Figure 36: Symptoms of rosette disease on blackberry.

Disease Development

Young buds on vegetative canes are infected in early spring (Figure 37). The double blossom fungus grows between the bud scales and surrounds the embryonic tissues within the bud. As secondary buds develop beside an infected bud, they are also invaded. After the bud is colonized by the fungus, very little happens. Infected buds usually remain symptomless until the next spring. A few infected buds are sometimes forced out in an unusually warm late fall. The fungus overwinters in infected buds. During the winter the fungus continues to grow within the bud. Bud proliferation is induced. When infected buds break dormancy in spring, they develop a large number of short, abnormal and off-colored shoots (the witches' broom effect). Infected flower buds usually produce abnormal blossoms upon which the fungus produces its spores. These spores are carried by wind or insects to the newly formed vegetative buds, which are only susceptible to infection in early spring. The fungus infects these buds and overwinters in them to cause new symptoms the next spring, thus completing the disease cycle.

Figure 37: Disease cycle of rosette. Taken from the Compendium of Raspberry and Blackberry Diseases and Insects of the American Phytopathological Society Used with Permission.

Powdery Mildew

Powdery mildew is caused by the fungus Sphaerotheca macularis. Powdery mildew affects susceptible cultivars of red, black, and purple raspberries. Blackberries and their hybrids are usually not affected. The disease can be severe (varying from year to year) on highly susceptible cultivars, and these plants may be stunted and less productive. The infection of flower buds reduces fruit quantity. Infected fruit may be lower in quality or unmarketable as a result of the unsightly covering of mycelial growth. The key control method is to avoid susceptible varieties. Sulfur will provide good control on susceptible varieties.


Infected leaves develop light green blotches on the upper surface. Generally, the lower surface of the leaf directly beneath these spots becomes covered by white, mycelial growth of the powdery mildew fungus. The leaf spots may appear water-soaked. Infected leaves are often mottled, and if surface growth of the fungus is sparse, they often appear to be infected by a mosaic virus. Infected shoot tips may also become covered with mycelial growth (Figure 38). When severely infected, the shoots become long and spindly (rat-tailed), with dwarfed leaves that are often curled upward at the margins (Figure 39). Infected fruit may also become covered with a white mycelial mat. When the disease is severe, the entire plant may be stunted.

Figure 38: Powdery mildew on blackberry leaves. Note the leaves are covered with the white growth of the fungus.

Figure 39: Powdery mildew on blackberry. Note the distortion of leaves.

Disease Development

The fungus overwinters as mycelium in buds on shoot tips in Minnesota, but in California it has been reported to overwinter only as cleistothecia (fungal fruiting structures), producing ascospores as primary inoculum in the spring. Conidia are generally abundantly produced on the surface of infected tissue, and these serve as secondary inoculum for repeated cycles of infection throughout the growing season. They are airborne and probably remain viable for no more than 21 days. The development of this disease, like most other powdery mildew diseases, is favored by warm, dry weather.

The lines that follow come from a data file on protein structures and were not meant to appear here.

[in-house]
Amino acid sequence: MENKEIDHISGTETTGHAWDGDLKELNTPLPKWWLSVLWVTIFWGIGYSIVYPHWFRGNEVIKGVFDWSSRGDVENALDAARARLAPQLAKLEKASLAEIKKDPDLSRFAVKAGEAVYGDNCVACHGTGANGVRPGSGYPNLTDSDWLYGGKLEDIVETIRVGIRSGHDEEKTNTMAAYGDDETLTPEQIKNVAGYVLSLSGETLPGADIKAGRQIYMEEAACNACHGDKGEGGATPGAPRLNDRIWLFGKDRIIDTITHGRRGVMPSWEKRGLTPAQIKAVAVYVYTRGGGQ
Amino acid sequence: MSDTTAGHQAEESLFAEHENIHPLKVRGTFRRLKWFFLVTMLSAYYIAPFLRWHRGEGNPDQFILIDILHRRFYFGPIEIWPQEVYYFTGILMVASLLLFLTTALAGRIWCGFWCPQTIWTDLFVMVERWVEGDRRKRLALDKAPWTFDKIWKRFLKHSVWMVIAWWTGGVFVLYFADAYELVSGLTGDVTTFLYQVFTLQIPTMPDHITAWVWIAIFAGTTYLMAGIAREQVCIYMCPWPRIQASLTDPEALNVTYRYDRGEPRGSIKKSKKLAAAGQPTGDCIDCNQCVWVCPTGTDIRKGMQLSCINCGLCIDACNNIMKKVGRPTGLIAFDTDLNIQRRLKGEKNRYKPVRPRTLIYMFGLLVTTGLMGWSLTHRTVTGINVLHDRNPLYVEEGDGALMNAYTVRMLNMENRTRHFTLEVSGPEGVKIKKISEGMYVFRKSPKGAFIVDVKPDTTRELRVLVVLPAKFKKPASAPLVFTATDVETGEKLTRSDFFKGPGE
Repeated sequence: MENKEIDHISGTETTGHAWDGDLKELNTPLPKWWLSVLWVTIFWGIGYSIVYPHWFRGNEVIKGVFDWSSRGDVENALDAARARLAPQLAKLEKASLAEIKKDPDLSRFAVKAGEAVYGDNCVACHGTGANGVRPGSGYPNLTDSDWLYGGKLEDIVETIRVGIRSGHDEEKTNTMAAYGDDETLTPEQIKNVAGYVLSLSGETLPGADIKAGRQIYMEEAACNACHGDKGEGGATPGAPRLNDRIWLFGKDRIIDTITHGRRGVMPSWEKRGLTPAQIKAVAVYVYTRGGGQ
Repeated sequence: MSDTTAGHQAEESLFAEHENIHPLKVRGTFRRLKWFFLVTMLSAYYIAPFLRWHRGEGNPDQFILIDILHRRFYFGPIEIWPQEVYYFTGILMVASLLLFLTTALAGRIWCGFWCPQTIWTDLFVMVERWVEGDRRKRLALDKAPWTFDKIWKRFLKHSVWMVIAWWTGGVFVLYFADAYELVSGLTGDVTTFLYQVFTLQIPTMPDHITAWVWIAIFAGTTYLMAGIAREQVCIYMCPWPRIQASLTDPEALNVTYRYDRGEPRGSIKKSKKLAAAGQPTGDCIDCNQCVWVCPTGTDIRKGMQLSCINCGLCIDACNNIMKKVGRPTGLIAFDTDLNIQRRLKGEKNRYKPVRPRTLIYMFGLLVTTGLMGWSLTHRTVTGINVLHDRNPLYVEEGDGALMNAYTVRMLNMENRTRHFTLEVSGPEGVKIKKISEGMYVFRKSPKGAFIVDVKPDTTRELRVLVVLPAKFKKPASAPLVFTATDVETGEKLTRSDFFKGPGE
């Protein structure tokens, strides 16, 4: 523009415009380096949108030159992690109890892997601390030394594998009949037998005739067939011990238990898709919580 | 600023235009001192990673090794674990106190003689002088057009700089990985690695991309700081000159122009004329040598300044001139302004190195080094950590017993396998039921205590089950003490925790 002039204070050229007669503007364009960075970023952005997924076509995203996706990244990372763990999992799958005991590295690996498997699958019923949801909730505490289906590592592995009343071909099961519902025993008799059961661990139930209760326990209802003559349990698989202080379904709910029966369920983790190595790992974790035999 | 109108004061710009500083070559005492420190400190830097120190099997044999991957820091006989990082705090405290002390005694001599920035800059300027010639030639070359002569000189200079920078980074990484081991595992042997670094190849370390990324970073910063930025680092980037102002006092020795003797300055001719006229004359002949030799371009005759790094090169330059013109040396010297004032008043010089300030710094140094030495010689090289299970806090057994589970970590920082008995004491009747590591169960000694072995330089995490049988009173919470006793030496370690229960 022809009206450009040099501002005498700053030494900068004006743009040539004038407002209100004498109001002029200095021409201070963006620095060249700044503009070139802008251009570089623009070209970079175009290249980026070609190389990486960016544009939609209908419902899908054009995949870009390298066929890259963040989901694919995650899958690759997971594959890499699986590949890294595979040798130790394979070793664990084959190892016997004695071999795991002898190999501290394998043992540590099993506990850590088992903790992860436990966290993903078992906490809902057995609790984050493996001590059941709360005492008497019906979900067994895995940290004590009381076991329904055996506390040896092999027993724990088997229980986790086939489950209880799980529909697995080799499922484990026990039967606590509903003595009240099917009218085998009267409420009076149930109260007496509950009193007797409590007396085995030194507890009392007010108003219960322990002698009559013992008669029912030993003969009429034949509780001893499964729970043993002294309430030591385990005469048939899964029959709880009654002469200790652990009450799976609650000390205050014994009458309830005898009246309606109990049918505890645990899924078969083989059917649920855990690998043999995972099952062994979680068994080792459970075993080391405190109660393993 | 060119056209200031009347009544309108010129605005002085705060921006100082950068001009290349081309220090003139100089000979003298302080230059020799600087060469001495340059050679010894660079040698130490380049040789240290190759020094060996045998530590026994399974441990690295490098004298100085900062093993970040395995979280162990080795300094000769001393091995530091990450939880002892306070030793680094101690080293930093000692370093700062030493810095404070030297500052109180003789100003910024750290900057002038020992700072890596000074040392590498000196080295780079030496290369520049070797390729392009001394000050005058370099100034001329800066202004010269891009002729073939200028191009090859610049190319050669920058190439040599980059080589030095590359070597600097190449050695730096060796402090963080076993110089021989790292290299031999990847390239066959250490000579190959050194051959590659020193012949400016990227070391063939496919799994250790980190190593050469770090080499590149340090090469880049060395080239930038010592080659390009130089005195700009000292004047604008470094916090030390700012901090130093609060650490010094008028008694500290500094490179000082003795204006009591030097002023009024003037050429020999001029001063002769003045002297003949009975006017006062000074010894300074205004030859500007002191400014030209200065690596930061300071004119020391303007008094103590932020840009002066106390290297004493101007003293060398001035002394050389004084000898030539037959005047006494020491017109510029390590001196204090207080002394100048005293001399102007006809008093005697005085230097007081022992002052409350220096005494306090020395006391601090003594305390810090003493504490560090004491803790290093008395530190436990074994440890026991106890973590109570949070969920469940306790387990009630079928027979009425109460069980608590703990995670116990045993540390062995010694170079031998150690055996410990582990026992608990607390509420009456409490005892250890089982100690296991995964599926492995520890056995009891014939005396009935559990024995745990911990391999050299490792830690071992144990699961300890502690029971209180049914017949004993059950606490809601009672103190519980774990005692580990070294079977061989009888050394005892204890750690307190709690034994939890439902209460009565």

Orange Rust

Orange rust is the most important of several rust diseases that attack brambles. All varieties of black and purple raspberries and most varieties of erect blackberries and trailing blackberries are very susceptible. Orange rust does not affect red raspberries. Orange rust is caused by two fungi that are almost identical, except for a few differences in their life cycles. Arthuriomyces peckianus occurs primarily in the northeastern quarter of the United States and is the causal agent for the disease in the Midwest. Gymnoconia nitens is a microcyclic (lacks certain spores) stage of A. peckianus. G. nitens is the more common rust pathogen on erect and trailing blackberries in the Southeast.

Unlike all other fungi that infect brambles, the orange rust fungus grows "Systemically" throughout the roots, crown and shoots of an infected plant, and is perennial inside the below-ground plant parts. Once a plant is infected by orange rust, it is infected for life. Orange rust does not normally kill plants, but causes them to be so stunted and weakened that they produce little or no fruit. Key control methods are cultural practices such as removing infected plants early in the spring and eradication of wild hosts (brambles) near the planting. Organic fungicides are not effective for control. In severely infested areas, black raspberries or blackberries should probably not be planted. Red raspberries are not susceptible.


Orange rust-infected plants can be easily identified shortly after new growth appears in the spring. Newly formed shoots are weak and spindly (Figure 40). The new leaves on such canes are stunted or misshapen and pale green to yellowish (Figure 41). This is important to remember when one considers control, because infected plants can be easily identified and removed at this time. Within a few weeks, the lower surface of infected leaves are covered with blister-like pustules that are waxy at first but soon turn powdery and bright orange (Figure 42, 43). This bright orange, rusty appearance is what gives the disease its name. Rusted leaves wither and drop in late spring or early summer. Later in the season, the tips of infected young canes appear to have outgrown the fungus and may appear normal. At this point, infected plants are often difficult to identify. In reality, the plants are systemically infected, and in the following years, infected canes will be bushy and spindly, and will bear little or no fruit.